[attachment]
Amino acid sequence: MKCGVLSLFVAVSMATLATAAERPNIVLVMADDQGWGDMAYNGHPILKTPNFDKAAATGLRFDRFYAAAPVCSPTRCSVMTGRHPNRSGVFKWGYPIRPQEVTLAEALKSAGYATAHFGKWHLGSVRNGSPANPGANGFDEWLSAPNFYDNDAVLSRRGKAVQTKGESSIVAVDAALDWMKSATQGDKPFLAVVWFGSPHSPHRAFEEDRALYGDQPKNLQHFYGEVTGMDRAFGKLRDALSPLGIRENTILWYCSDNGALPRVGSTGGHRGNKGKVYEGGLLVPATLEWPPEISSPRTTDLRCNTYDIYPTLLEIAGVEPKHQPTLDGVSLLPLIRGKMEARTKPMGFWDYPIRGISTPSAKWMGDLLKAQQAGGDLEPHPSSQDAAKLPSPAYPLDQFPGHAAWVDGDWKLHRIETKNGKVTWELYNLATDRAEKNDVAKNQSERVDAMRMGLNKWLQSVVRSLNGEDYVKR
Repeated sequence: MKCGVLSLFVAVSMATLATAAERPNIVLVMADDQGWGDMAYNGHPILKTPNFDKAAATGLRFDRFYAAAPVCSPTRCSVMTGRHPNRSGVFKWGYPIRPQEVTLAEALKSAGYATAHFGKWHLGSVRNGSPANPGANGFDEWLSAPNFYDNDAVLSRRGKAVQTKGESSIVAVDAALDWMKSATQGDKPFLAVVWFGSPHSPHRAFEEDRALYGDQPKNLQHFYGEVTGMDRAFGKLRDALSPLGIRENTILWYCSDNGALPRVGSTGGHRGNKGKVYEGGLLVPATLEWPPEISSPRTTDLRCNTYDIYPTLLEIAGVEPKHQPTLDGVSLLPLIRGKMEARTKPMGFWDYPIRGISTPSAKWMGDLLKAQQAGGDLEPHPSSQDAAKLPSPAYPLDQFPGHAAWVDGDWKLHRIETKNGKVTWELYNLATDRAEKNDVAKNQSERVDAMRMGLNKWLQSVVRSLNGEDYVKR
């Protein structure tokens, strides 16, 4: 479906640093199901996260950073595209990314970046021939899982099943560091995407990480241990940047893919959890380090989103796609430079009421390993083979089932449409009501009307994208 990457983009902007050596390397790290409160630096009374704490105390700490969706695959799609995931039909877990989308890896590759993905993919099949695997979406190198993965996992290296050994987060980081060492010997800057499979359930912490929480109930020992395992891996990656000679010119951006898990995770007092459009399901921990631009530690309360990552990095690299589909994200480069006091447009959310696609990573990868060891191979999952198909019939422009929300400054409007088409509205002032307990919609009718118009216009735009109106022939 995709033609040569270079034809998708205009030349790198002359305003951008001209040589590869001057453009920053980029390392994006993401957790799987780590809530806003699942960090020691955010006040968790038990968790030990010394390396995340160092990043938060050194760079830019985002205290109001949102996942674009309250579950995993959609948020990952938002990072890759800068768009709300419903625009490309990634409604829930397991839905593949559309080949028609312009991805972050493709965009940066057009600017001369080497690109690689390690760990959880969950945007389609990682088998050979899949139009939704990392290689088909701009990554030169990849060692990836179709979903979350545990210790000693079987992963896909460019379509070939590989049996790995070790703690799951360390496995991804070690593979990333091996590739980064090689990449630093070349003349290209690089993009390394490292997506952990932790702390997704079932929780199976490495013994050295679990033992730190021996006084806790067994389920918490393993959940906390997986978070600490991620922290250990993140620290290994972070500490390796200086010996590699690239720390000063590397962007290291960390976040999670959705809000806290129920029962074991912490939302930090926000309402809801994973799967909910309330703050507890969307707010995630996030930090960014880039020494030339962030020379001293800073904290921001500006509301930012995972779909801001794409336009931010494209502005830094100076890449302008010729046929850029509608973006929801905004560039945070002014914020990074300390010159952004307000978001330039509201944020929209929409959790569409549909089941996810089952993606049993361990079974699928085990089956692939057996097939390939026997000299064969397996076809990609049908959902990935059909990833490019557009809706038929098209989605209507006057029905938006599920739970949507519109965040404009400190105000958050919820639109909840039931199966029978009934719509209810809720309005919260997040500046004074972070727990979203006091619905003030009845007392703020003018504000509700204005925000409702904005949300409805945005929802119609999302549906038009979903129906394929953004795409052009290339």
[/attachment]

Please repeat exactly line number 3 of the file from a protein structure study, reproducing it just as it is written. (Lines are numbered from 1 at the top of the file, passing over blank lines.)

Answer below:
């Protein structure tokens, strides 16, 4: 479906640093199901996260950073595209990314970046021939899982099943560091995407990480241990940047893919959890380090989103796609430079009421390993083979089932449409009501009307994208 990457983009902007050596390397790290409160630096009374704490105390700490969706695959799609995931039909877990989308890896590759993905993919099949695997979406190198993965996992290296050994987060980081060492010997800057499979359930912490929480109930020992395992891996990656000679010119951006898990995770007092459009399901921990631009530690309360990552990095690299589909994200480069006091447009959310696609990573990868060891191979999952198909019939422009929300400054409007088409509205002032307990919609009718118009216009735009109106022939 995709033609040569270079034809998708205009030349790198002359305003951008001209040589590869001057453009920053980029390392994006993401957790799987780590809530806003699942960090020691955010006040968790038990968790030990010394390396995340160092990043938060050194760079830019985002205290109001949102996942674009309250579950995993959609948020990952938002990072890759800068768009709300419903625009490309990634409604829930397991839905593949559309080949028609312009991805972050493709965009940066057009600017001369080497690109690689390690760990959880969950945007389609990682088998050979899949139009939704990392290689088909701009990554030169990849060692990836179709979903979350545990210790000693079987992963896909460019379509070939590989049996790995070790703690799951360390496995991804070690593979990333091996590739980064090689990449630093070349003349290209690089993009390394490292997506952990932790702390997704079932929780199976490495013994050295679990033992730190021996006084806790067994389920918490393993959940906390997986978070600490991620922290250990993140620290290994972070500490390796200086010996590699690239720390000063590397962007290291960390976040999670959705809000806290129920029962074991912490939302930090926000309402809801994973799967909910309330703050507890969307707010995630996030930090960014880039020494030339962030020379001293800073904290921001500006509301930012995972779909801001794409336009931010494209502005830094100076890449302008010729046929850029509608973006929801905004560039945070002014914020990074300390010159952004307000978001330039509201944020929209929409959790569409549909089941996810089952993606049993361990079974699928085990089956692939057996097939390939026997000299064969397996076809990609049908959902990935059909990833490019557009809706038929098209989605209507006057029905938006599920739970949507519109965040404009400190105000958050919820639109909840039931199966029978009934719509209810809720309005919260997040500046004074972070727990979203006091619905003030009845007392703020003018504000509700204005925000409702904005949300409805945005929802119609999302549906038009979903129906394929953004795409052009290339």